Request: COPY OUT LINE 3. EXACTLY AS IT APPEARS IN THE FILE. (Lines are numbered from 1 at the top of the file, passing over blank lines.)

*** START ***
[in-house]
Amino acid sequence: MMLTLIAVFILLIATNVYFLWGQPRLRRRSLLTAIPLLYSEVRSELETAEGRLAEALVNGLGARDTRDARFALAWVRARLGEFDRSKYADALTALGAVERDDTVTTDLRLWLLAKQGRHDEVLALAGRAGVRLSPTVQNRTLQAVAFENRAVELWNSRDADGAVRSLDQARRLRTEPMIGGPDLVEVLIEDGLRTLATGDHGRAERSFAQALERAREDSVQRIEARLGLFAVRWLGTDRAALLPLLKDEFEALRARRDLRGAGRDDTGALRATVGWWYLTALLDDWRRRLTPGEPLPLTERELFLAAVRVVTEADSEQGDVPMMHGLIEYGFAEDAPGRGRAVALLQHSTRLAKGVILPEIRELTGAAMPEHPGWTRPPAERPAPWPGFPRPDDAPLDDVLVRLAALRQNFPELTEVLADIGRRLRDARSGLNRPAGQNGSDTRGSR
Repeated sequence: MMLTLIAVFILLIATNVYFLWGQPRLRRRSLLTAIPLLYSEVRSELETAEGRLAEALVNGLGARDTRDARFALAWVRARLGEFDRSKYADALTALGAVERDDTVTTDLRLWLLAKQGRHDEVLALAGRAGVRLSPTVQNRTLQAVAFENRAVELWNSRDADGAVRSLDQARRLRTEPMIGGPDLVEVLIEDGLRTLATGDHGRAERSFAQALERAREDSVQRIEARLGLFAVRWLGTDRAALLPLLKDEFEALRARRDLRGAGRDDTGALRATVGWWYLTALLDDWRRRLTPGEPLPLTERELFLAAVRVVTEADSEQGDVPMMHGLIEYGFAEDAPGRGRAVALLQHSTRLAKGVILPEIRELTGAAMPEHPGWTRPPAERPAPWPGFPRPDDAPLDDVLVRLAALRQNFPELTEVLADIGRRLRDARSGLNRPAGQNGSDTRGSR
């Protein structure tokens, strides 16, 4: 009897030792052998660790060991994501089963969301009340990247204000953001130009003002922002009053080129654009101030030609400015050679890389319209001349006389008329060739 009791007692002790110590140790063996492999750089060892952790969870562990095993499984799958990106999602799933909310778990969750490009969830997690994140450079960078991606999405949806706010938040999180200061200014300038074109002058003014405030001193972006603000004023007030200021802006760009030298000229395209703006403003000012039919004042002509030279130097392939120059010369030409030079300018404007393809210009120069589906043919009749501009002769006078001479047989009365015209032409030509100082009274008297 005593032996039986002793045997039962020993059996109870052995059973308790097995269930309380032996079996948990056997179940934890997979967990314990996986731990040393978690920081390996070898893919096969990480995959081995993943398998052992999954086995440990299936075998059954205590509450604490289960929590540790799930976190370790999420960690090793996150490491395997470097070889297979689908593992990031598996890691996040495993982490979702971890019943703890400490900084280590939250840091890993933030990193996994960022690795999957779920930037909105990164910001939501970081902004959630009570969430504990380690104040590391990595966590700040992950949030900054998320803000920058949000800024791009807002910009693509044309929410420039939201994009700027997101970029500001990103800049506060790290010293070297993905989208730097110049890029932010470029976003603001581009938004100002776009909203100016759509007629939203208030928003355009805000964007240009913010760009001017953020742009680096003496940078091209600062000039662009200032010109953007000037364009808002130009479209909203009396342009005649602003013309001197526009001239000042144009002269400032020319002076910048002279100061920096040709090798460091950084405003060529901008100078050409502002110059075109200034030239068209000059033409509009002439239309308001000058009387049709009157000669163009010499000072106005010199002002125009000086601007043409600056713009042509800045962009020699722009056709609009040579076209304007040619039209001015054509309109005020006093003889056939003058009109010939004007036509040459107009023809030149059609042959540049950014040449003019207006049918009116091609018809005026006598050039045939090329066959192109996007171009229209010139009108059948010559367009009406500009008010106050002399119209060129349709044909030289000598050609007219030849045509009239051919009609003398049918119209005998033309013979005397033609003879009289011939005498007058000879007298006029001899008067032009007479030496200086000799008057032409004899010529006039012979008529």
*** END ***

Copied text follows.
Repeated sequence: MMLTLIAVFILLIATNVYFLWGQPRLRRRSLLTAIPLLYSEVRSELETAEGRLAEALVNGLGARDTRDARFALAWVRARLGEFDRSKYADALTALGAVERDDTVTTDLRLWLLAKQGRHDEVLALAGRAGVRLSPTVQNRTLQAVAFENRAVELWNSRDADGAVRSLDQARRLRTEPMIGGPDLVEVLIEDGLRTLATGDHGRAERSFAQALERAREDSVQRIEARLGLFAVRWLGTDRAALLPLLKDEFEALRARRDLRGAGRDDTGALRATVGWWYLTALLDDWRRRLTPGEPLPLTERELFLAAVRVVTEADSEQGDVPMMHGLIEYGFAEDAPGRGRAVALLQHSTRLAKGVILPEIRELTGAAMPEHPGWTRPPAERPAPWPGFPRPDDAPLDDVLVRLAALRQNFPELTEVLADIGRRLRDARSGLNRPAGQNGSDTRGSR